The year of big raises is over, Goldman says

An employee works in a manufacturing facility.
Wage growth is set to cool during the second half of 2022, according to Goldman Sachs estimates.
Jeff Kowalsky—Bloomberg/Getty Images

If you’re hoping for a massive raise in the coming months, don’t hold your breath. 

Despite employers hiking wages in recent months, Goldman Sachs is predicting wage growth will slow during the second half of the year. 

“We expect wage growth to slow going forward,” Joseph Briggs, a Goldman Sachs economist, writes in a brief issued Thursday. He notes the labor market will likely normalize, leading to a decline in job openings and therefore less incentive for employers to continue raising wages.

The Atlanta Fed tracked a 7.1% annual weighted wage growth in June, and experts predict that the Employment Cost Index (set to release on Friday) will show pay rising again during the second quarter. But this will likely be the last hurrah for workers. 

Goldman estimates that wage growth will slow to about 4.5% on a year-over-year basis by the end of 2022 and will likely drop below 4% next year. From there, pay will likely rise at a pace of about 3.5%, which Briggs calls “compatible” with the Federal Reserve’s 2024 inflation target of 2%.

Slowing wage growth is expected for a number of reasons, Briggs writes. The biggest, perhaps, is the fact that the recent levels of pay increases have been primarily driven by one-off, pandemic-related factors, such as surging consumer demand, supply chain challenges and even the Great Resignation. And those are arguably on the wane. 

Goldman’s brief also notes that the scope of the wage increases has narrowed in recent months. Last summer, wage growth surged for low-wage workers, and then expanded to include a wide swath of industries and income levels. But the range of workers impacted by wage gains has been falling off again in recent months.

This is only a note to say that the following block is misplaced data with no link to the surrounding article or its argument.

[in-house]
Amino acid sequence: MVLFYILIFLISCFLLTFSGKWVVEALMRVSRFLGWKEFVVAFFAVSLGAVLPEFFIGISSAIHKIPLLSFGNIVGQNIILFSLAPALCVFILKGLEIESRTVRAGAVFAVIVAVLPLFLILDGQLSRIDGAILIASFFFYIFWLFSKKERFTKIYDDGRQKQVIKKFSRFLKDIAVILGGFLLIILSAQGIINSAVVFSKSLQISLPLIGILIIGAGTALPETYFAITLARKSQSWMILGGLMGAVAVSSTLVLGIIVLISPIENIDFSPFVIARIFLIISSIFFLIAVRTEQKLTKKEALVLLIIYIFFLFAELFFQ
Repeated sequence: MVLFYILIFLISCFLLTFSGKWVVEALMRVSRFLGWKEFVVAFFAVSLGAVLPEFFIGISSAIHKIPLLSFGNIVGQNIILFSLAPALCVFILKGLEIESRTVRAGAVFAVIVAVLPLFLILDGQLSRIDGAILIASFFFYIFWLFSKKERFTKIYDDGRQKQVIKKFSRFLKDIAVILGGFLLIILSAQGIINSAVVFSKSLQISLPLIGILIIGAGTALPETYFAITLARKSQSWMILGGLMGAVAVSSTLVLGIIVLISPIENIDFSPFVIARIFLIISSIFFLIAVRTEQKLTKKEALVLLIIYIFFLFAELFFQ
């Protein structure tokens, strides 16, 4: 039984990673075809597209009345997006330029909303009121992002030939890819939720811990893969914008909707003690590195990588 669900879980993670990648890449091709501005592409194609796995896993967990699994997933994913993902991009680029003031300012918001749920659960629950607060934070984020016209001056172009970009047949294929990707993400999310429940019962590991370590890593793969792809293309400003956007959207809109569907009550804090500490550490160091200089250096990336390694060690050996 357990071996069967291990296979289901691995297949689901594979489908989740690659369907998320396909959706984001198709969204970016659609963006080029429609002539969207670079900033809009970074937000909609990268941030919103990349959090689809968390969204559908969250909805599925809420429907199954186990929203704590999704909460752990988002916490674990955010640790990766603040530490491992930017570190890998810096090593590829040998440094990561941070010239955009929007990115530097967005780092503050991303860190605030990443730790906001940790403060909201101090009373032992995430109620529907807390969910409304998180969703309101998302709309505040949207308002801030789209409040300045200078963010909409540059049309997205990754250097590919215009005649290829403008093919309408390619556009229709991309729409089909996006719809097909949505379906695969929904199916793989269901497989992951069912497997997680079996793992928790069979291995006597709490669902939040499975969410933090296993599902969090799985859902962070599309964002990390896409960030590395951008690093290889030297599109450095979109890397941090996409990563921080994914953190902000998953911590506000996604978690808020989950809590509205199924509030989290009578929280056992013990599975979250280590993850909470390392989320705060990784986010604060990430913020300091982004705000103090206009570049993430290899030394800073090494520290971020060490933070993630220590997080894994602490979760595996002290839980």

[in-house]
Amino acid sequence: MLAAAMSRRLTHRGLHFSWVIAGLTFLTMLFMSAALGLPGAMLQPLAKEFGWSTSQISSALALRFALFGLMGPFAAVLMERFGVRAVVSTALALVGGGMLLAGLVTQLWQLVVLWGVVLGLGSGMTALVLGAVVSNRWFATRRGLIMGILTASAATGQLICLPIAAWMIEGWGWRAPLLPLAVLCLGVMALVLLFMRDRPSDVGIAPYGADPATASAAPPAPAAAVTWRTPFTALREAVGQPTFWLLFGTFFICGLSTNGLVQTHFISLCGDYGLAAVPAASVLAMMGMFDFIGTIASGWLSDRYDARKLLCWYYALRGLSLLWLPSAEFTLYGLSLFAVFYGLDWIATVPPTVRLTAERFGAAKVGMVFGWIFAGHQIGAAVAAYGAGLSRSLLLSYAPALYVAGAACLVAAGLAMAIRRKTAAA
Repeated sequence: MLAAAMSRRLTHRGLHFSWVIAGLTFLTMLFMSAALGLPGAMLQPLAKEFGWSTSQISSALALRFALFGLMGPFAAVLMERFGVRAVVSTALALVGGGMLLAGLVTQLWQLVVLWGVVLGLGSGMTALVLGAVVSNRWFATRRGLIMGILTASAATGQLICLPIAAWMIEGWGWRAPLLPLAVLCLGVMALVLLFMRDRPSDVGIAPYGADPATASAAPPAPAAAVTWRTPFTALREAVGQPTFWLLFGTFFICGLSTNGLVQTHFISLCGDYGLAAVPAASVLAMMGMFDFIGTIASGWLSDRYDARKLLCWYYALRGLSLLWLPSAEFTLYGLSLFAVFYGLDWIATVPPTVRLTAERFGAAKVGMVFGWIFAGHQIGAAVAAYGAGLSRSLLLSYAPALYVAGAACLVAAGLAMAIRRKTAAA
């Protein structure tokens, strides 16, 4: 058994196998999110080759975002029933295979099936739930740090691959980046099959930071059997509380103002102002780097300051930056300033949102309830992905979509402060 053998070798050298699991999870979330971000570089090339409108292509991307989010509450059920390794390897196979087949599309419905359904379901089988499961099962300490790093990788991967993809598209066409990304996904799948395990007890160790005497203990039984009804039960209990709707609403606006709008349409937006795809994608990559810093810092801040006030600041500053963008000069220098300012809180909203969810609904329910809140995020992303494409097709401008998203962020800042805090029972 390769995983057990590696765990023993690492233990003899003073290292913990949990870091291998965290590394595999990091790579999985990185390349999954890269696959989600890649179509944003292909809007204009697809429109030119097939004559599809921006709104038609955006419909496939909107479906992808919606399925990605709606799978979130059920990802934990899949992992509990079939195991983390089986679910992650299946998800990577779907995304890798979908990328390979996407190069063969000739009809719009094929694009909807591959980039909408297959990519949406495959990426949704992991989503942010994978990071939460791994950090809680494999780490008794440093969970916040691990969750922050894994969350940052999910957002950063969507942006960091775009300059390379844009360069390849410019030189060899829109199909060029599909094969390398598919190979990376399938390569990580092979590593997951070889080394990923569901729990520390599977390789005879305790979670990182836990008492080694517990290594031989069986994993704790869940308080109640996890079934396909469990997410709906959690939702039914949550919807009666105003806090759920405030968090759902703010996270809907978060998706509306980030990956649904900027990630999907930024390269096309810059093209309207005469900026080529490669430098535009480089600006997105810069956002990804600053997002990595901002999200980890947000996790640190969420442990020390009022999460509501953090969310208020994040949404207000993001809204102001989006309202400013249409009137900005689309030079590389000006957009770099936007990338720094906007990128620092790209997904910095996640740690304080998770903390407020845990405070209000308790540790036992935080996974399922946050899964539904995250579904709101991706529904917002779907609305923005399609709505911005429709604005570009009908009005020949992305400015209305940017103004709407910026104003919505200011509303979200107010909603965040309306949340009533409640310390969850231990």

“Because broader wage gains tend to be more persistent, this reduction in breadth argues for a faster normalization of wage growth,” Briggs writes. 

The other indicator that pay increases are on the wane is that business surveys seem to indicate that corporate leaders and decision-makers are less enthusiastic about throwing money at the problem of lagging hires. And, as Goldman’s brief points out, these surveys have been leading indicator of wage growth in the past. 

It’s perhaps no surprise that given the elevated recession risk, many in the business community are starting to pull back on spending—including worker compensation—during the second half of the year.

But for workers who have seen inflation outpace pay increases, this latest forecast means they may never fully catch up to rising prices.

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